but such a myth is found on the Internet.

 

Another phenomenon in the new books of 2016 is
strengthening the violent character of the struggle for liberation. That is
done by introducing, for the first time, the tougher parts of the PA national
anthem, while a former book gives its somewhat milder part only (and compare National
Education
, Grade 1, Part 1 (2016) p. 95 to National Education, Grade
1, Part 2 (2015) p. 59).

 

Finally, the authors’ preface to the 2016 textbooks of National
and Social Upbringing
for grades 3 and 4 refers, for the first time, to the
role of these particular books vis-à-vis the occupation: “This book is
intended to build and strengthen the set of values and nationalism among the
younger generation of our sons the students… in order to withstand the various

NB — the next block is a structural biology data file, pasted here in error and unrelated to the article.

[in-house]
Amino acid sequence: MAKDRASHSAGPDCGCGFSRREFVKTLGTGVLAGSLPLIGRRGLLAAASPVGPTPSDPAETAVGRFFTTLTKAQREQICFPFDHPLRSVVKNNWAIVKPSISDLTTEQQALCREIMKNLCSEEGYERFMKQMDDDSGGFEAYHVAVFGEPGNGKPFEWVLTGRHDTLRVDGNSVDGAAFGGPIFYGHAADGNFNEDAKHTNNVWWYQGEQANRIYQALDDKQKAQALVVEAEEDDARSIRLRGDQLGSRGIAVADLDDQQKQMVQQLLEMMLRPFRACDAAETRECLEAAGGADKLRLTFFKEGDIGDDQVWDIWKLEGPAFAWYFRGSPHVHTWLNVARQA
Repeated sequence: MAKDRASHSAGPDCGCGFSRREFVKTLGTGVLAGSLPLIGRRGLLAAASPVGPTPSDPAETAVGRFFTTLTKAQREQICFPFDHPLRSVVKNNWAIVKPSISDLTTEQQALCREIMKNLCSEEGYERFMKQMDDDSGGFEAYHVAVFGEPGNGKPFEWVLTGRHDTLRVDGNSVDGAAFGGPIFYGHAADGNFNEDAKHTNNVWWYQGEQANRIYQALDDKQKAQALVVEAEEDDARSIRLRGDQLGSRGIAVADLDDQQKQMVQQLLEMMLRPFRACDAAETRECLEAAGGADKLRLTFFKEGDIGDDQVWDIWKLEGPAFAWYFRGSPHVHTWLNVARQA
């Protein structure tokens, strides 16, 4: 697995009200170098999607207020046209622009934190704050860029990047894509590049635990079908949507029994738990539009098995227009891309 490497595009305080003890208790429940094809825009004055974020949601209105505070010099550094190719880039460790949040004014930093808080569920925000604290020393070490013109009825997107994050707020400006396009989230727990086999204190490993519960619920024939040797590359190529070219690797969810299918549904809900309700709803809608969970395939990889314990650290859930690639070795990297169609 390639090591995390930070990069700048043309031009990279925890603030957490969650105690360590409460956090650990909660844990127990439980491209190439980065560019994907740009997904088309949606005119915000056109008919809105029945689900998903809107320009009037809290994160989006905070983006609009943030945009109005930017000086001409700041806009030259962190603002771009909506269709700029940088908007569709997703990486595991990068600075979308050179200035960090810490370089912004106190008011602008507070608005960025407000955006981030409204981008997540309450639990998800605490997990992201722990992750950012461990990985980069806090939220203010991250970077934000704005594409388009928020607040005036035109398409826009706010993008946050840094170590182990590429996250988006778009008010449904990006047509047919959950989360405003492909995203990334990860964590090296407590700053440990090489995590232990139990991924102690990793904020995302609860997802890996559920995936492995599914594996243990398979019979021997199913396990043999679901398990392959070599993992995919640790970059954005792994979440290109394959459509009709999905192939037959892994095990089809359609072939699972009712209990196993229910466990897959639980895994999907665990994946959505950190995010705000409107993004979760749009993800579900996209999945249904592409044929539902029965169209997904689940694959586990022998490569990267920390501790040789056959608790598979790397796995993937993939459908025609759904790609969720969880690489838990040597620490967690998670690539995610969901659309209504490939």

challenges imposed by the occupation that oppresses our land and uses various
means in order to continue its hegemony and control over our fate and resources
and liquidate all the local, regional and international efforts aiming at
liberation, construction and the establishment of the Palestinian state with
Jerusalem as its capital.”

(National and Social Upbringing, Grades 3, 4,
Part 1 (2016) page unnumbered)

 

The intensification of the PA line, if proven real by further
review of additional books to be published in due course, will make it much
more difficult to reach a peaceful solution to the conflict in the future.

 

But, while the demand for a change in the PA attitude